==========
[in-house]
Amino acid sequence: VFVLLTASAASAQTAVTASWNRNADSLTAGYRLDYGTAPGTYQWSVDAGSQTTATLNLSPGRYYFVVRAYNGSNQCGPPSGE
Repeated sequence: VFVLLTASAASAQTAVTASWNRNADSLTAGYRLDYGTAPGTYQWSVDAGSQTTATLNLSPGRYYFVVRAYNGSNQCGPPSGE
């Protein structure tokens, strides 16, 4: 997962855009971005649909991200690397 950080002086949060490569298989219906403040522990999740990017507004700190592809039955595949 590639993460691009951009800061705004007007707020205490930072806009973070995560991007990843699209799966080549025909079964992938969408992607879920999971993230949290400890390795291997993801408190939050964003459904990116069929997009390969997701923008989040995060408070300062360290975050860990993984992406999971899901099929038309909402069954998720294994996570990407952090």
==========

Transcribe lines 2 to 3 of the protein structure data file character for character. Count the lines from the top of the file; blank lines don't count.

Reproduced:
Amino acid sequence: VFVLLTASAASAQTAVTASWNRNADSLTAGYRLDYGTAPGTYQWSVDAGSQTTATLNLSPGRYYFVVRAYNGSNQCGPPSGE
Repeated sequence: VFVLLTASAASAQTAVTASWNRNADSLTAGYRLDYGTAPGTYQWSVDAGSQTTATLNLSPGRYYFVVRAYNGSNQCGPPSGE